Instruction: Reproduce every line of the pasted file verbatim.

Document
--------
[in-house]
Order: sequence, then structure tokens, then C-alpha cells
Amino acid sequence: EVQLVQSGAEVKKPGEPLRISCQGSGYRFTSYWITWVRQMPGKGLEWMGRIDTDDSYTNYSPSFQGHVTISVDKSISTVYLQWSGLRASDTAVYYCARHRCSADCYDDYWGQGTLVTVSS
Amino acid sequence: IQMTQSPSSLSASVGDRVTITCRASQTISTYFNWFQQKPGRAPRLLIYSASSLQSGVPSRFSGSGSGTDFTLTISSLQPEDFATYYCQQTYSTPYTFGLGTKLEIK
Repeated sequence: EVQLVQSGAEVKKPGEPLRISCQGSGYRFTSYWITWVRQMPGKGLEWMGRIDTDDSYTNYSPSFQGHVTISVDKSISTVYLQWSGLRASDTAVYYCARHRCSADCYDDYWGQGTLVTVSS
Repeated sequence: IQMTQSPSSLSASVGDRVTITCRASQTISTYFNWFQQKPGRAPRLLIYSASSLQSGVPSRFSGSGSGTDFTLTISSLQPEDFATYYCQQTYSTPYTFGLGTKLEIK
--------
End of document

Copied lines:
[in-house]
Order: sequence, then structure tokens, then C-alpha cells
Amino acid sequence: EVQLVQSGAEVKKPGEPLRISCQGSGYRFTSYWITWVRQMPGKGLEWMGRIDTDDSYTNYSPSFQGHVTISVDKSISTVYLQWSGLRASDTAVYYCARHRCSADCYDDYWGQGTLVTVSS
Amino acid sequence: IQMTQSPSSLSASVGDRVTITCRASQTISTYFNWFQQKPGRAPRLLIYSASSLQSGVPSRFSGSGSGTDFTLTISSLQPEDFATYYCQQTYSTPYTFGLGTKLEIK
Repeated sequence: EVQLVQSGAEVKKPGEPLRISCQGSGYRFTSYWITWVRQMPGKGLEWMGRIDTDDSYTNYSPSFQGHVTISVDKSISTVYLQWSGLRASDTAVYYCARHRCSADCYDDYWGQGTLVTVSS
Repeated sequence: IQMTQSPSSLSASVGDRVTITCRASQTISTYFNWFQQKPGRAPRLLIYSASSLQSGVPSRFSGSGSGTDFTLTISSLQPEDFATYYCQQTYSTPYTFGLGTKLEIK